Bouman mentioned that in Illinois, thanks to unions and community pressure including from the old ACORN affiliates, they had enjoyed a version of the new national rule that forces nonprofit hospitals to actually deliver more free and reduced price health care to lower income families for some years.  Their rule seems like it might even be a model for best practices for all of the hospitals now under the federal mandate to produce a rule that would allow them to keep their tax exemptions.  The Illinois standard is transparent.  A family would be eligible for such care at 200% of the poverty level.  I like a “no ifs, ands, and buts” standard, and that’s what we need to push for everywhere.  The Illinois standard also was clear about remedial practices before more strenuous collection efforts.

Almost in passing, Bouman mentioned that in Illinois the state and some cities and counties also had the ability to punish hospitals that were scofflaws on the act or really just wolves in the sheep’s clothing of nonprofits.  I asked Bouman how could they do that, and he said of course they could take away any local or statewide property or revenue tax exemptions or allowances that they were getting as nonprofits with their charitable status.  Whoa, I thought!  We had overlooked the obvious handle there that could help us bring the fight to a very local level.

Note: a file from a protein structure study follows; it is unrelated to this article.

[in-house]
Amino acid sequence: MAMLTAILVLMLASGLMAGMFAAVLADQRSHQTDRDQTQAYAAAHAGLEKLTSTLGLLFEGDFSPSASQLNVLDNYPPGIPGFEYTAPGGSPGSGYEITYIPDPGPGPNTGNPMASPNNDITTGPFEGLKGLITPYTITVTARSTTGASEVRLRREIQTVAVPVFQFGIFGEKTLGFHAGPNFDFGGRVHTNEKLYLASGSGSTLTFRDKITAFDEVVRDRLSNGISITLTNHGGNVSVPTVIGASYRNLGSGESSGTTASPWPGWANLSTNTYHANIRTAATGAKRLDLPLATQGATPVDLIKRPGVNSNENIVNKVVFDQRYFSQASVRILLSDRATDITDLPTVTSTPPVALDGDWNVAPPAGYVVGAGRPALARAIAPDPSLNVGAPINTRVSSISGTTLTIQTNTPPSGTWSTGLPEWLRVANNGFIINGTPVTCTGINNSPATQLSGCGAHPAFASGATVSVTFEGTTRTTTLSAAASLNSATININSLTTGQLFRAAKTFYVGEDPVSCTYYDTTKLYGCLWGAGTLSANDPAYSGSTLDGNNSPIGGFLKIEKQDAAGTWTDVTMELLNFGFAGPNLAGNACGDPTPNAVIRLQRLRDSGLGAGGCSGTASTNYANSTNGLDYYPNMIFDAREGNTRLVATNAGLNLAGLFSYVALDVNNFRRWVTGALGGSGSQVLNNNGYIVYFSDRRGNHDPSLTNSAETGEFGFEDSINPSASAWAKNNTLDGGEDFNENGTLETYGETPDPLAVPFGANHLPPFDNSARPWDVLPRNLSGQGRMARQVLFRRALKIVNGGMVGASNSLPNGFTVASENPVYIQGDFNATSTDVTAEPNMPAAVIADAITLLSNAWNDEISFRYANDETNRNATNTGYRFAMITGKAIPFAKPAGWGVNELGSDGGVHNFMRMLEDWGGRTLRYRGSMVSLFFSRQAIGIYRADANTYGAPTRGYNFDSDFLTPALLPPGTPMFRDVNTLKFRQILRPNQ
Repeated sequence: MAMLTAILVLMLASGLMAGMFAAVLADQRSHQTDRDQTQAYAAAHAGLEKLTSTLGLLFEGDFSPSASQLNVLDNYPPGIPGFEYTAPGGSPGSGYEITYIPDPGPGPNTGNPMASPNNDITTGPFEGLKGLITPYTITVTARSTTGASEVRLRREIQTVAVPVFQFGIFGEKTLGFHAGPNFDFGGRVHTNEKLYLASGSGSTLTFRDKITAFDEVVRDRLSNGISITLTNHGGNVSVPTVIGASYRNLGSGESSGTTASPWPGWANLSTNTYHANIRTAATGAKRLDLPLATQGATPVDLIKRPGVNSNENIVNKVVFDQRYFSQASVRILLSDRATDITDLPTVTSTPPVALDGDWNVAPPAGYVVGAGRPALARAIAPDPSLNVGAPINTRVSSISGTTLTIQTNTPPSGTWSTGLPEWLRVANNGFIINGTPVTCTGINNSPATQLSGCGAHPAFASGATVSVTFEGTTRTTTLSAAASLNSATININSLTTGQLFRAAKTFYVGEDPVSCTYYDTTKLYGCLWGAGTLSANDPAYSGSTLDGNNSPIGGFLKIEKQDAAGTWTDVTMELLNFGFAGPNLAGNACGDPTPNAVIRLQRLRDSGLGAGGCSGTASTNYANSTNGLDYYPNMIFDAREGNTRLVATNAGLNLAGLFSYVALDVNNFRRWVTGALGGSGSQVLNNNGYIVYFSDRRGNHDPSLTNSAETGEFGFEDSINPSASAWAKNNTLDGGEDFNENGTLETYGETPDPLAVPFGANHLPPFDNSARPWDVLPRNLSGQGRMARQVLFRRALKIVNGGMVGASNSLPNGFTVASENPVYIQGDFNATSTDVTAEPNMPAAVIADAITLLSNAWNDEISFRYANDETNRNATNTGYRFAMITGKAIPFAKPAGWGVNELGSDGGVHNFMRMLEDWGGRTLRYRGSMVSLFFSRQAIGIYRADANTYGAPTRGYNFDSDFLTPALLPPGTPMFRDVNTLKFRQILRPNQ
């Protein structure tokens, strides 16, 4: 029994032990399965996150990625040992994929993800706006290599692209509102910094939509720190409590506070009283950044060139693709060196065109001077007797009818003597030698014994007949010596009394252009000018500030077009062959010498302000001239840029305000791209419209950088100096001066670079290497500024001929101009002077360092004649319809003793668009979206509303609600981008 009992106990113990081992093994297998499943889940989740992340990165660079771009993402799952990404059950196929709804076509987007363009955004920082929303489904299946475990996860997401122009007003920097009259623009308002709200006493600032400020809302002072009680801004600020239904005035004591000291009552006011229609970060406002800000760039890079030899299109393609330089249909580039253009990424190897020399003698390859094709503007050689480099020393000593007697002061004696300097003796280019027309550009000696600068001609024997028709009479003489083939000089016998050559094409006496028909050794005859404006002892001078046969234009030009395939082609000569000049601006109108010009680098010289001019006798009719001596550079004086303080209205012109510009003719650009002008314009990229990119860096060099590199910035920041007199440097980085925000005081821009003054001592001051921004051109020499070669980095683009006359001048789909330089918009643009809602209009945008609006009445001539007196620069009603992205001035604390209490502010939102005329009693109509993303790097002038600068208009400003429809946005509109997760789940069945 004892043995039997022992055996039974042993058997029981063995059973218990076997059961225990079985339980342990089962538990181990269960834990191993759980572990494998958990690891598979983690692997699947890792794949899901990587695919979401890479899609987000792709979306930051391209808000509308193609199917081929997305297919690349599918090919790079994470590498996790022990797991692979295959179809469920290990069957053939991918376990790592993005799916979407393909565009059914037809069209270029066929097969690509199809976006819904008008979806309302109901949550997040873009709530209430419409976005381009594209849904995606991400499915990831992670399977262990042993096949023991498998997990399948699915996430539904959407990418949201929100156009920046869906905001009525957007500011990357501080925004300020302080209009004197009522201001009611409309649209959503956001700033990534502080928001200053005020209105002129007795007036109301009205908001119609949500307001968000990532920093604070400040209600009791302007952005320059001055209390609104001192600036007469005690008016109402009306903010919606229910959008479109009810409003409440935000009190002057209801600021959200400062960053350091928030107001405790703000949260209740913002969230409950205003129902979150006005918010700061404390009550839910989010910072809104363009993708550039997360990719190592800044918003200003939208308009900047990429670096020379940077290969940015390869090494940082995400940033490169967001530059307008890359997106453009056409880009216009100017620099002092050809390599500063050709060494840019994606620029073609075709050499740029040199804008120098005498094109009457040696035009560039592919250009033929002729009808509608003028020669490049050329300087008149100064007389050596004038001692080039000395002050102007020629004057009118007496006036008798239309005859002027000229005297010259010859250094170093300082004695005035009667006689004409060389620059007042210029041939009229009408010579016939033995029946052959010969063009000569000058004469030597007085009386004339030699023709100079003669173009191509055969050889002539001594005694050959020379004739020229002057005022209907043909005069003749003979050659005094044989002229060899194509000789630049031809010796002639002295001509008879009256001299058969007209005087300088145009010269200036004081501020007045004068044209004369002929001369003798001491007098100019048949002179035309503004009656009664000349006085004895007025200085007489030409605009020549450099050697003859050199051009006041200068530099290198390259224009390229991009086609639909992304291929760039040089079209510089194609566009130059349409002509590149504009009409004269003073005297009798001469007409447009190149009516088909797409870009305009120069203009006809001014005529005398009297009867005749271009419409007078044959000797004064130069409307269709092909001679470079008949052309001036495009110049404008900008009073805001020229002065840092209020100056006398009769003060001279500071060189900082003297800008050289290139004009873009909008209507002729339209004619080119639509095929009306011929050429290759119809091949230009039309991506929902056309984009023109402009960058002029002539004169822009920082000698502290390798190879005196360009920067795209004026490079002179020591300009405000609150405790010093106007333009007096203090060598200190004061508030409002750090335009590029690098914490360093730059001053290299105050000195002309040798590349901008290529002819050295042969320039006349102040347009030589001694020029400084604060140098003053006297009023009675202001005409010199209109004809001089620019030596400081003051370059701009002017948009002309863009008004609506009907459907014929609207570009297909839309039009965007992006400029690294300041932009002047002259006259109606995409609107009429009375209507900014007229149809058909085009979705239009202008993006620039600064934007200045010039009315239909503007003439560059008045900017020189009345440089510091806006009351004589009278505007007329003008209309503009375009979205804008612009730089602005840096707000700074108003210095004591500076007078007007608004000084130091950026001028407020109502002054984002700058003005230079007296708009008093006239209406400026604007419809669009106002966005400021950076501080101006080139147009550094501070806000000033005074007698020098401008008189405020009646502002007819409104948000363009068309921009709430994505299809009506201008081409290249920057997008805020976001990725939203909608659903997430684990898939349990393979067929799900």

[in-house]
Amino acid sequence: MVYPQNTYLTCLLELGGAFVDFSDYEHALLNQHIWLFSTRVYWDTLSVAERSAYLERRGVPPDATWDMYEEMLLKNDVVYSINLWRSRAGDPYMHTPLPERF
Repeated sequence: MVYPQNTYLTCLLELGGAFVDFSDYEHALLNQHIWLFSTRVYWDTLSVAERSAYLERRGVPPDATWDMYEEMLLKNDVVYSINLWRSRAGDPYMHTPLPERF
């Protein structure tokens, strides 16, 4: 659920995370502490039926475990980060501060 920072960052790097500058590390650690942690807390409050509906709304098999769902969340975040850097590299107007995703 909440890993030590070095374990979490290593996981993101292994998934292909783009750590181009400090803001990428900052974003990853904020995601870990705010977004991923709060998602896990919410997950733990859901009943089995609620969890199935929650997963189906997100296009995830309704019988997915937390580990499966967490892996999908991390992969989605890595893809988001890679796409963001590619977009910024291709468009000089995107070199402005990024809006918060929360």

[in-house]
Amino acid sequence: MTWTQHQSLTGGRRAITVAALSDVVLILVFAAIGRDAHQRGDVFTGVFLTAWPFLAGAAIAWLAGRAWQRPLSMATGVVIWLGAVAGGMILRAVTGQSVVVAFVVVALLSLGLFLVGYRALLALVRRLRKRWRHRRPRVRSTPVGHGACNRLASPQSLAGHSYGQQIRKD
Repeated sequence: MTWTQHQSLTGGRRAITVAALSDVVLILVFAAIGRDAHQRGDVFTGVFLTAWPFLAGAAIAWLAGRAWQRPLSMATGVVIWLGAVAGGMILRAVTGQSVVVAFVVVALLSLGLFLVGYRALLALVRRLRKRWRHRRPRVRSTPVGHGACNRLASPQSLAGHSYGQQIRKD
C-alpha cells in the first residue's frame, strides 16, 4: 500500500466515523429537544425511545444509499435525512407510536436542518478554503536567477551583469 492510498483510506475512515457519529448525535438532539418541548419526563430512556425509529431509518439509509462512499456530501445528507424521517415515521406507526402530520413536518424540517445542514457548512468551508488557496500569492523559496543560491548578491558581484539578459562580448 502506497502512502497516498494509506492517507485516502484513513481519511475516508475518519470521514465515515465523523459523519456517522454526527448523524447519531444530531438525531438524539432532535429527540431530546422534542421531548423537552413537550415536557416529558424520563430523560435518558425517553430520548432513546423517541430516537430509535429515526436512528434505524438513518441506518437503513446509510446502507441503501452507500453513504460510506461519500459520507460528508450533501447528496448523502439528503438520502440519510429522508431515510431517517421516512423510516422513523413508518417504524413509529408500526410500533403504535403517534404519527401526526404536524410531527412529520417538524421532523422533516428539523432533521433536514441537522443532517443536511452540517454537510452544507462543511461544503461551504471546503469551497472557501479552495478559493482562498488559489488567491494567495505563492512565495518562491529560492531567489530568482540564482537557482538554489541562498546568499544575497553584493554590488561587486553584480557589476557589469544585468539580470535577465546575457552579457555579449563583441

In Louisiana, where we might not have a chance with the state, the local assessors at the parish or county level are elected and often very close to the ground in terms of their responsiveness to community pressure and organizing.  Furthermore, there are absolutely property tax exemptions enjoyed by all of the big, and many of the small, tax exempt organizations from the huge outfits like the universities and colleges as well as the small housing operations holding properties for development.  Immediately, I could see organizationally how we could challenge a host of property tax exemptions that are worth millions.

In Arkansas, a quick look comes down to a test of how “public” the service or facility might be.  My point is that in each state and in many local jurisdictions there might be handles available to increase the pressure for hospitals to do right. The fight itself might be enough to force some change, as we have already seen in the reaction of St. Joseph, Missouri’s Heartland Hospital and its jump to attention when they received an inquiry from Iowa’s Senator Charles Grassley asking them to defend their exemption given their collection practices.

It might be one thing for nonprofit hospitals to turn their backs on community organizations and unions asking about their policies and asking them to do better, but it would be a whole different problem if they had to defend such inadequate programs and cutthroat collection efforts in public before a board of adjustment, an assessor, a tax equalization board or any other public forum.